Knowledge. I am fond of telling people that librarians, contrary to popular wisdom, do not know everything, but rather know how to find everything out.  Nonetheless, it is useful to know things, and the longer I work in librarianship, the more I learn, not just about information science, but about every discipline you can imagine.  I will never become an expert in the subjects that are not already ‘mine’, but it is a joy to discover things, whether it is the meanings of book titles from the sciences or health care, or some of the findings of the research students.  There is always more to learn and always will be – supporting the work of a higher education institution is an education in itself.

Order. There is something innately pleasing about classification schemes for me, and particularly the lovely Dewey Decimal system, which is the one I use.  It is perhaps foolish to try to categorise and classify all of human knowledge, and all such schemes have their flaws, but the ways in which the creators of such schemes attempt this task are fascinating – sometimes elegant, sometimes awkward, but with an odd beauty.  I do wish that Dewey wasn’t so Western- and particularly Christian-centric, but I do love it dearly.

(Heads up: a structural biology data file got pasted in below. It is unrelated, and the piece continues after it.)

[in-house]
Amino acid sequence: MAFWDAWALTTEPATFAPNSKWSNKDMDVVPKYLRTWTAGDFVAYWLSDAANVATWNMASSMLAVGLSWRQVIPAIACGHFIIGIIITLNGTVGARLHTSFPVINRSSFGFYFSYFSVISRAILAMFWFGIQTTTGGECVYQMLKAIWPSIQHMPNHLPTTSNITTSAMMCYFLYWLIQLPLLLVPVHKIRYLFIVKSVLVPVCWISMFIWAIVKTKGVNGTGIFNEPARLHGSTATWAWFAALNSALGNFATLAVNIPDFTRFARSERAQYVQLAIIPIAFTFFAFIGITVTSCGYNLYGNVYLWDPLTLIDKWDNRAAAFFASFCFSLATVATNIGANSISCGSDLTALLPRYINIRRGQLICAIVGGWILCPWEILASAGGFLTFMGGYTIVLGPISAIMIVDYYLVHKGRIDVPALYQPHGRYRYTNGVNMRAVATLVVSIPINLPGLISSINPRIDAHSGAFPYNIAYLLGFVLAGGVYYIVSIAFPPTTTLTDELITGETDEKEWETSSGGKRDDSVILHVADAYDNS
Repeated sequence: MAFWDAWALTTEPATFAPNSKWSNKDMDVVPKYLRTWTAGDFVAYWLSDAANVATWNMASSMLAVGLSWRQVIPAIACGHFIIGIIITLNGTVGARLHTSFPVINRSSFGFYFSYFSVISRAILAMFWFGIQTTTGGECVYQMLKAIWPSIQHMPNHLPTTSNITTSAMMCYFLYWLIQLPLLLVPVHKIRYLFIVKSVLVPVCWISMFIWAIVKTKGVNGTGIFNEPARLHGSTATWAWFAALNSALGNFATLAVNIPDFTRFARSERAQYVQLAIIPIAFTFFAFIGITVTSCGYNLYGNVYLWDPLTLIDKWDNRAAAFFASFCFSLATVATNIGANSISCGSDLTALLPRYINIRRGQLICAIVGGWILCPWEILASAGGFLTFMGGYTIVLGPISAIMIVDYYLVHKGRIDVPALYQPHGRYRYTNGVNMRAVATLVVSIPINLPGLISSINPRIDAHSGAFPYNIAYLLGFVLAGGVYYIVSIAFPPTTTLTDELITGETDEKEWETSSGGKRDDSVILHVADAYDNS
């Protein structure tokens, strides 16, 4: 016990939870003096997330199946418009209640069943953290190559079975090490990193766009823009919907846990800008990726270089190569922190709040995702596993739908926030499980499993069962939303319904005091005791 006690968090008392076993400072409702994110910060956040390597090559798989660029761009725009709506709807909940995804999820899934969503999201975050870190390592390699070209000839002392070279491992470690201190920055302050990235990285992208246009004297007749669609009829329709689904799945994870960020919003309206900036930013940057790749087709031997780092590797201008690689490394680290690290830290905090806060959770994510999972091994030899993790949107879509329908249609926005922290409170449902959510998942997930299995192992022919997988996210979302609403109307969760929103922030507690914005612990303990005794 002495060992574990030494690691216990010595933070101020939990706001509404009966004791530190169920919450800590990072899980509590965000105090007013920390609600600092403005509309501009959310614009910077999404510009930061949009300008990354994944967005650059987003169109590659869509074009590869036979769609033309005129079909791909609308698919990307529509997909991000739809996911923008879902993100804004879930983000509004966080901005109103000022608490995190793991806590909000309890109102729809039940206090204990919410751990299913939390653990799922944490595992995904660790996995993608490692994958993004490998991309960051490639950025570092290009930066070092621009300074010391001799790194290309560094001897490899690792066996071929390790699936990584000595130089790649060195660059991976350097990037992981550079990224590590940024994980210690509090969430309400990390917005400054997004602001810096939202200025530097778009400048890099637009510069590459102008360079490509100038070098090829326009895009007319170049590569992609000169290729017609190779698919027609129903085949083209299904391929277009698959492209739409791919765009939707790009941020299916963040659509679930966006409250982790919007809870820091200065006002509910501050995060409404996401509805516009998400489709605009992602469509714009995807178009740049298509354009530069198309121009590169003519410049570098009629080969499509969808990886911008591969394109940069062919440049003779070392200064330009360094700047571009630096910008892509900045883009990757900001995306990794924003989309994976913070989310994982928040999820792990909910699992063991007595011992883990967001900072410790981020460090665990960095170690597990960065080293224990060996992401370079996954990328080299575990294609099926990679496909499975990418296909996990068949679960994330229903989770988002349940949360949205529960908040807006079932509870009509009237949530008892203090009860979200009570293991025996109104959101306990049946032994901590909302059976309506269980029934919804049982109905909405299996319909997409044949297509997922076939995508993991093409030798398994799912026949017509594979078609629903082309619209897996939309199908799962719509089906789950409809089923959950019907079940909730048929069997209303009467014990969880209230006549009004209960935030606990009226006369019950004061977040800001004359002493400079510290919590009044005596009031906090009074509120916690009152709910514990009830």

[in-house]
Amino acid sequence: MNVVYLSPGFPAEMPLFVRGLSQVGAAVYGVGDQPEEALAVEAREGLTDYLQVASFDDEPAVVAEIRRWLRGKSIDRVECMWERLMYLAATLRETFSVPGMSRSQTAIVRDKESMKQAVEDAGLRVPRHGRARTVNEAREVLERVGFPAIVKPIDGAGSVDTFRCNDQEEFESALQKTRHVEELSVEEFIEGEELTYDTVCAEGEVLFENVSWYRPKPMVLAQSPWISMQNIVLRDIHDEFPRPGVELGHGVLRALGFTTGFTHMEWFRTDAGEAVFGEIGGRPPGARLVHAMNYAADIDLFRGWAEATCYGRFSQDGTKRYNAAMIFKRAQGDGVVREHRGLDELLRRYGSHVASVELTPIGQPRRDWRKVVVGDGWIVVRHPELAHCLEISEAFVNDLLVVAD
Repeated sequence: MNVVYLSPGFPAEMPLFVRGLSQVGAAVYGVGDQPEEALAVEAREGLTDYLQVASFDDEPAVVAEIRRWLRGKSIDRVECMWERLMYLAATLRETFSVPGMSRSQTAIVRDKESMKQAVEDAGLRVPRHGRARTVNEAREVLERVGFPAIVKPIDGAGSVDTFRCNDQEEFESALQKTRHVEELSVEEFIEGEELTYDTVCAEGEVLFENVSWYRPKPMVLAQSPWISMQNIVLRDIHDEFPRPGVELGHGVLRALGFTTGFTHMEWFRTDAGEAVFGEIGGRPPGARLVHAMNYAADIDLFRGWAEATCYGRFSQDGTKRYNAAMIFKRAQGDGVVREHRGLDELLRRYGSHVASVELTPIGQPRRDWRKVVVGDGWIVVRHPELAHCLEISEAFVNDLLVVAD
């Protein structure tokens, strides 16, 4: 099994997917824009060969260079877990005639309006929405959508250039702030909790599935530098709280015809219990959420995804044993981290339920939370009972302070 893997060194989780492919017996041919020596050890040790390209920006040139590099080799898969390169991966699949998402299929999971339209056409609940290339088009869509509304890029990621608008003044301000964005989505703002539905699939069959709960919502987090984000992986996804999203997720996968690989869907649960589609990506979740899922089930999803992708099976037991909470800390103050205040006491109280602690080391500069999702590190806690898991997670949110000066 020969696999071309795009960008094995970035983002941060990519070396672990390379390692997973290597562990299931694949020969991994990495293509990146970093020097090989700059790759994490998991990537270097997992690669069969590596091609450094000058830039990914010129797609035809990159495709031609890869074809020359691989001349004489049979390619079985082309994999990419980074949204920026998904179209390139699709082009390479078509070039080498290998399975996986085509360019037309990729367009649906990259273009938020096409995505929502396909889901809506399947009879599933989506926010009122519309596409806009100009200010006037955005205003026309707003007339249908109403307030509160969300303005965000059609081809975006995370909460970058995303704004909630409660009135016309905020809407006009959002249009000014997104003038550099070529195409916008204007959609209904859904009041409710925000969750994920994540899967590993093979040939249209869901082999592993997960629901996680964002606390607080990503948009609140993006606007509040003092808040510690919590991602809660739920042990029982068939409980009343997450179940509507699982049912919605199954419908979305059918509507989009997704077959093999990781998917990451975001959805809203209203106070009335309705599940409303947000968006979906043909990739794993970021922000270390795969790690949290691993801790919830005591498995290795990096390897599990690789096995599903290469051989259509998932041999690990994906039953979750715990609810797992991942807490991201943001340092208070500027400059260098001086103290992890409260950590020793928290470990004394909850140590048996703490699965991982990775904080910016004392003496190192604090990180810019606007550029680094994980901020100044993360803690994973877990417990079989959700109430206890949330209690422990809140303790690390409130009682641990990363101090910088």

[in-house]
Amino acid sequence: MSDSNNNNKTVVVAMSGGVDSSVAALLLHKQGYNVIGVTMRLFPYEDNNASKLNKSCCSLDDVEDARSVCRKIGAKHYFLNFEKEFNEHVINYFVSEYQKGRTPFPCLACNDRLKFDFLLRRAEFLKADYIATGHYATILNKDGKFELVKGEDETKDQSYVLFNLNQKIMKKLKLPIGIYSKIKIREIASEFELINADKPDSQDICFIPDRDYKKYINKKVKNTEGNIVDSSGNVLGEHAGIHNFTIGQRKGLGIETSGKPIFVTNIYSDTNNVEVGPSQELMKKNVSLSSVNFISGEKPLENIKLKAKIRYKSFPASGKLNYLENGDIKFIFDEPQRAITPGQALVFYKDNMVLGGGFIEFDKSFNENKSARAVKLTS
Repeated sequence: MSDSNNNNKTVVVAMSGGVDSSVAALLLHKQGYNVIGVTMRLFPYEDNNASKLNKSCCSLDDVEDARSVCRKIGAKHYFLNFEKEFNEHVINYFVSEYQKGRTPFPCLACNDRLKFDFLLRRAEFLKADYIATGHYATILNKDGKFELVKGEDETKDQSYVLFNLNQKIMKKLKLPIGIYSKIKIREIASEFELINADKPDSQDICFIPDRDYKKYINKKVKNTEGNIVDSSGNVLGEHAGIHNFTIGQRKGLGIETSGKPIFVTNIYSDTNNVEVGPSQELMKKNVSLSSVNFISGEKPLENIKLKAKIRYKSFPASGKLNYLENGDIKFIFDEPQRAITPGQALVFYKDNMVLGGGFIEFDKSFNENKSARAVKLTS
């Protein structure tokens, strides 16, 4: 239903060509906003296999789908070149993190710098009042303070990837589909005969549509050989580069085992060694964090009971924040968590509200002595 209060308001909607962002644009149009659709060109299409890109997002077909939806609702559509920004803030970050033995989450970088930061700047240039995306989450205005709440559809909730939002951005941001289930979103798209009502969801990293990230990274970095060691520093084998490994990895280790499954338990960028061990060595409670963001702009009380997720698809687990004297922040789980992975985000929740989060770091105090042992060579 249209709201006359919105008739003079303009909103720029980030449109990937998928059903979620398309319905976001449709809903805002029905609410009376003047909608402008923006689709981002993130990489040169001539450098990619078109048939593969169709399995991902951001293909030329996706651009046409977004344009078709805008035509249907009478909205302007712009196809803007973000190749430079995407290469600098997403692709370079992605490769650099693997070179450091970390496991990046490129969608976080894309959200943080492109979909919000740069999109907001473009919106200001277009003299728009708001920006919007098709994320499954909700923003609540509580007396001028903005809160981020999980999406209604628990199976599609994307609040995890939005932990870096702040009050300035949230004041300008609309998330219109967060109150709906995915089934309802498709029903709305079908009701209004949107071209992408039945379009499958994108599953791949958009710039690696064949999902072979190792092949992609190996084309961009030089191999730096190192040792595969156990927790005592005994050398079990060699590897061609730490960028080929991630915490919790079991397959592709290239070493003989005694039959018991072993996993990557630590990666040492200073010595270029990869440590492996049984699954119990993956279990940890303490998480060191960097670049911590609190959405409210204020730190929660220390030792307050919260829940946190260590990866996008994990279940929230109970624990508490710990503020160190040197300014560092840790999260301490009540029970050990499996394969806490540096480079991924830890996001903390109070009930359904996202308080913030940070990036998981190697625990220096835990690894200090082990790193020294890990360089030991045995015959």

Shelving. Related to the joy of classification schemes is the joy of shelving.  It takes a particular sort of person to enjoy shelving, but it is an immensely satisfying task.  You start with a trolley full of books and a number of shelves which look like a swarm of locusts has attacked them, and you end with books in neat ordered rows, spines facing front in beautiful straight lines, pulled to the front of the shelves and looking like… well, like a library.  A terrible day can seem much better after a session of shelving. Not only is it a good physical workout, but it is good for the soul to transform chaos into order.

So, you see, it’s not all ignorance and rudeness.  There are certainly good things about working in a library.  You learn something new every day, you can appreciate a sense of order, you can help people and you may even get a ‘thank you’ or two.  It’s not a bad job, it’s just that the frustrations probably make more amusing blog posts than the joys.

Things not to do in the library on a hot day


Imagine, if you will, that Great Britain – that damp, green, eccentric island – is experiencing a heat-wave.  Imagine, if you will, that the hottest July temperatures since the reign of Queen Victoria have been recorded.  Imagine, if you will, that there is a library, the Library of Doom, which has an interesting building design with lots of glass and a general lack of air-conditioning.  Imagine, therefore, lots of very hot and sweaty members of library staff.

There are certain things which you would not recommend doing in these circumstances.  Continue reading